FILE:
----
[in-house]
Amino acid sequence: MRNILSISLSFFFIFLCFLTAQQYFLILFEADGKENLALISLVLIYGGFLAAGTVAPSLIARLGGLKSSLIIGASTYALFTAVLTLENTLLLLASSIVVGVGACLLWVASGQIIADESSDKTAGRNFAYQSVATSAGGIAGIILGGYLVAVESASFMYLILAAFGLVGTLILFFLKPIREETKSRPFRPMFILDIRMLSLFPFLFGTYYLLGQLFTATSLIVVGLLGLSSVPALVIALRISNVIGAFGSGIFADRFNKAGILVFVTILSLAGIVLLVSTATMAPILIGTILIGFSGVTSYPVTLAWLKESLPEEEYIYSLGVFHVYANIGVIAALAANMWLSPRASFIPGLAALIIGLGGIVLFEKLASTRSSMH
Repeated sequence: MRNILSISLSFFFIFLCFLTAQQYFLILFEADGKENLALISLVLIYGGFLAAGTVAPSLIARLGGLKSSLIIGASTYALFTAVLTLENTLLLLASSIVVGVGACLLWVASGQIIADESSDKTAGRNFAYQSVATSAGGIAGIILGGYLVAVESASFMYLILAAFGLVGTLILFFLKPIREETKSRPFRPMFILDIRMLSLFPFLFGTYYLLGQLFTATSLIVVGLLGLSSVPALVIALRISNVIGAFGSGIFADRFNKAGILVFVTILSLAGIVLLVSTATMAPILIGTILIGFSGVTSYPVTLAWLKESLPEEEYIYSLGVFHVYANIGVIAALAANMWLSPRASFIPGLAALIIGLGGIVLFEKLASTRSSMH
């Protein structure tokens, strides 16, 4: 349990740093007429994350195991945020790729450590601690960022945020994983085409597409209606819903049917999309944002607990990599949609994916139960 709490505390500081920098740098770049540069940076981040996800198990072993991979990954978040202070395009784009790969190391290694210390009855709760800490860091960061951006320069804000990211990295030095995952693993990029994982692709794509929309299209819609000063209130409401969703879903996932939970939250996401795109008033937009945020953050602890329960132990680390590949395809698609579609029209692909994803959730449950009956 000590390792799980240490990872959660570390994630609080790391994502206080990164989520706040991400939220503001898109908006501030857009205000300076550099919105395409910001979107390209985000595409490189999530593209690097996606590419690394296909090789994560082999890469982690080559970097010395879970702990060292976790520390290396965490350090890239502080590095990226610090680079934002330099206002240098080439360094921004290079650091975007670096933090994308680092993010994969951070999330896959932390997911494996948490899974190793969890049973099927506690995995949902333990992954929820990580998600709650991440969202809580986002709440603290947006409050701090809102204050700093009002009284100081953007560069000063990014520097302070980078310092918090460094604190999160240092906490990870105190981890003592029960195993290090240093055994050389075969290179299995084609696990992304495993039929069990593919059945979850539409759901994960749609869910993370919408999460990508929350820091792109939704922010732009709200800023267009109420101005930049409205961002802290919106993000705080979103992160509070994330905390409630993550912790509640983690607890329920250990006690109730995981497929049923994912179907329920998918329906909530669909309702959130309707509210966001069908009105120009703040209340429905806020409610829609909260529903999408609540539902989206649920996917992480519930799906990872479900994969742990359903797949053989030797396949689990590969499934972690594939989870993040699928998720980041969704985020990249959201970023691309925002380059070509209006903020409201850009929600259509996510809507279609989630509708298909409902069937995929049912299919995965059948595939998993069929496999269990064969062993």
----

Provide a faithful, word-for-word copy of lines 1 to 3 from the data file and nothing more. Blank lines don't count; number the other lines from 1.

[in-house]
Amino acid sequence: MRNILSISLSFFFIFLCFLTAQQYFLILFEADGKENLALISLVLIYGGFLAAGTVAPSLIARLGGLKSSLIIGASTYALFTAVLTLENTLLLLASSIVVGVGACLLWVASGQIIADESSDKTAGRNFAYQSVATSAGGIAGIILGGYLVAVESASFMYLILAAFGLVGTLILFFLKPIREETKSRPFRPMFILDIRMLSLFPFLFGTYYLLGQLFTATSLIVVGLLGLSSVPALVIALRISNVIGAFGSGIFADRFNKAGILVFVTILSLAGIVLLVSTATMAPILIGTILIGFSGVTSYPVTLAWLKESLPEEEYIYSLGVFHVYANIGVIAALAANMWLSPRASFIPGLAALIIGLGGIVLFEKLASTRSSMH
Repeated sequence: MRNILSISLSFFFIFLCFLTAQQYFLILFEADGKENLALISLVLIYGGFLAAGTVAPSLIARLGGLKSSLIIGASTYALFTAVLTLENTLLLLASSIVVGVGACLLWVASGQIIADESSDKTAGRNFAYQSVATSAGGIAGIILGGYLVAVESASFMYLILAAFGLVGTLILFFLKPIREETKSRPFRPMFILDIRMLSLFPFLFGTYYLLGQLFTATSLIVVGLLGLSSVPALVIALRISNVIGAFGSGIFADRFNKAGILVFVTILSLAGIVLLVSTATMAPILIGTILIGFSGVTSYPVTLAWLKESLPEEEYIYSLGVFHVYANIGVIAALAANMWLSPRASFIPGLAALIIGLGGIVLFEKLASTRSSMH